Greer Ian (Greenwich, Great Britain)

Ian Greer

Ian Greer, born 1976, is Professor of Comparative Employment Relations and Director of the Work and Employment Relations at the University of Greenwich. He examines industrial relations, welfare reform, and market governance, mostly in the UK and Germany. The overarching issues of his research have been how market mechanisms are employed to reshape institutions and behavior, and how people resist.
He has worked at Greenwich since 2011, and he has also worked at Leeds University (2006-11) and Cornell University (2006-7); his PhD (2006) is from Cornell’s School of Industrial and Labor Relations. He has been a guest researcher in Aix-en-Provence, Berlin, Chemnitz, Cologne, Jena, and Sydney and has been a guest lecturer at the Arbeiterkammer Oberösterreich in Linz and at FORBA in Vienna. Prior to working in academia he worked in the US trade union movement.
He is principal investigator of Project TEMS, a four-year four-country ERC-funded project exploring the causal relationship between marketization, broadly defined, and increasing inequality in Europe. He is also involved in Marketization of Employment Services in European Comparison (MESEC) is a two-year three-country project, funded by the Hans Böckler Foundation exploring the effects of contracting on front-line work in active labor market programs. Two more projects he is working on examine public sector industrial relations and austerity, including one with the Public and Commercial Services Union (PCS) in the UK and one with Eurofound in Dublin. A final project, funded by the Alexander von Humboldt Foundation, examines trade union coalitions with civil society in the US and Germany.
His articles have appeared in Industrial Relations, British Journal of Industrial Relations, European Journal of Industrial Relations, Politics and Society, New Technology Work and Employment, Capital and Class, and WSI-Mitteilungen, as well as in edited volumes, including two chapters in Karin Scherschel, Peter Streckeisen, and Manfred Krenn (hrsg.) 2012. Neue Prekarität. Die Folgen aktivierender Arbeitsmarktpolitik. (Reviw in german on socialnet:
Ian Greer
Talk in Vienna, 25 April 2013, 30 minutes
My purpose here is to explain the situation in Britain to outsiders; as someone who has only lived in the UK for seven years and spent a fair amount of time in Germany, I think it needs some explanation.  I will make two main arguments and conclude with a question.

  • The first is that reforms in what could be called ‘unemployment policy’ are producing more misery for workers and the poor, but failing to achieve their stated goal of increasing employment.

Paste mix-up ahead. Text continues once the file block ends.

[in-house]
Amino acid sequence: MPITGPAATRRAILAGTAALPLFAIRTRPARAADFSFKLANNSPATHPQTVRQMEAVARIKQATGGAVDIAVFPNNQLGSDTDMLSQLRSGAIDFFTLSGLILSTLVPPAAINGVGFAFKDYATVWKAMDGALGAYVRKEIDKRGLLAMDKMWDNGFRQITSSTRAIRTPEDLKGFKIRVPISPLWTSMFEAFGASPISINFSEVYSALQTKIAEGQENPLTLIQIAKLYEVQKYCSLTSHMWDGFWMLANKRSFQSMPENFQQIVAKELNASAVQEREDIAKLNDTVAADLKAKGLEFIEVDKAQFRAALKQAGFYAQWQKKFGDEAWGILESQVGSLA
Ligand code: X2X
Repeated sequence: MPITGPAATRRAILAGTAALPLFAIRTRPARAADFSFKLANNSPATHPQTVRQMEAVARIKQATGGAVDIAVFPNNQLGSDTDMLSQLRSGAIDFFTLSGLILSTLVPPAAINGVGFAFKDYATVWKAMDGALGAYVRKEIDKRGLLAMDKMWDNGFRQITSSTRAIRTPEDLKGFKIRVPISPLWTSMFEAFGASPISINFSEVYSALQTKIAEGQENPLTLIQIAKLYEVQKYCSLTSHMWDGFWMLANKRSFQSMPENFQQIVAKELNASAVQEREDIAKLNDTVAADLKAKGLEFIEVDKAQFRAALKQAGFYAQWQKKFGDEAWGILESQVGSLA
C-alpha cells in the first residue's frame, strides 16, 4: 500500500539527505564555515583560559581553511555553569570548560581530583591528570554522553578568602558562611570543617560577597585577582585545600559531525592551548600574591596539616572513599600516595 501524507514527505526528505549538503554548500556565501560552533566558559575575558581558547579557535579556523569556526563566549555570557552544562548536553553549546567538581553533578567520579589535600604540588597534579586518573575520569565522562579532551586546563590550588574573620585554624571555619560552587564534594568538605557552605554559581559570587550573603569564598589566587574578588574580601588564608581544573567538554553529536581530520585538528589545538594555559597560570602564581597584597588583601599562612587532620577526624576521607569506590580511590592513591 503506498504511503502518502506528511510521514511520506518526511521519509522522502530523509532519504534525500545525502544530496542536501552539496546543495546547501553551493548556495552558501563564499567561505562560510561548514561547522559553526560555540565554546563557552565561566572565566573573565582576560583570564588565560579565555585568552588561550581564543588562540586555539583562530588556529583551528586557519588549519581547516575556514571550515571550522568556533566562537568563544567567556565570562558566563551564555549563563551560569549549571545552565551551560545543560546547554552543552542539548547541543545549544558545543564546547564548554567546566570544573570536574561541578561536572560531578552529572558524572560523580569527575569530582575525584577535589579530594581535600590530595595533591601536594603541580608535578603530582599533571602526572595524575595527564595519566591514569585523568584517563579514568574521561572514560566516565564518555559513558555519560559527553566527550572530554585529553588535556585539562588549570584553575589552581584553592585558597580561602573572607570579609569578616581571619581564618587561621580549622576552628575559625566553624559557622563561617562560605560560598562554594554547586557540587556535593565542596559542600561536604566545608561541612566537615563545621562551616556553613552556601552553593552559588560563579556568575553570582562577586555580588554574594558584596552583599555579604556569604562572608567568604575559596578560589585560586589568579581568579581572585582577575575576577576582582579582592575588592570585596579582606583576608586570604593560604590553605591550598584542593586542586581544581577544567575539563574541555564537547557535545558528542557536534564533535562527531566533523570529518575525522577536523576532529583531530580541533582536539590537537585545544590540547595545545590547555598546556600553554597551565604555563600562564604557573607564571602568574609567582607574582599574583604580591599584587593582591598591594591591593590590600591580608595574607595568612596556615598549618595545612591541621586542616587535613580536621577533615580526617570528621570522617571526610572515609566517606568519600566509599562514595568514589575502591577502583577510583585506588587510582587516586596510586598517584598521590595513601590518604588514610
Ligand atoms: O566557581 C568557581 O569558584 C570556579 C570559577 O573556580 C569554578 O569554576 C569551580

• The second is that British civil society is too fragmented and to shape the policy agenda.
  • Third, how do we slow, stop, or reverse the reform trajectory, rather than creating problems that will merely reinforce it?

The UK welfare state has been subject to pretty much constant incremental retrenchment over the past 30 years. Over the past five years, the two main groups targeted for ‘activation’ have been lone parents and the disabled; and there has been a general shift towards mandatory unpaid job placements (workfare) as well as a shift of existing welfare-to-work programmes into the hands of large multinational corporations (the work program). This has accompanied a rollback in spending on welfare benefits. Perhaps the most harrowing of these reforms have been aimed at the disabled. The government has introduced new benefits with much more restrictive eligibility criteria and shifted large numbers of disabled people onto Job Seekers Benefits. Not only is that less money (105.05 as opposed to 71.71 per week), but they also can be sent on to schemes such as the Work Programme. Terminally ill people are being referred to activation schemes and pressured into looking for work.
The effectiveness of these reforms in their own terms is highly debatable. In its first year, for example, Work Programme providers found sustained jobs for only 3.4% of those referred. This is well below the government’s initial estimates of the percentage of those who would have found jobs without the Work Programme (9.1%) and not a single contractor met this figure or the minimum performance requirements written into their contracts (10.2%).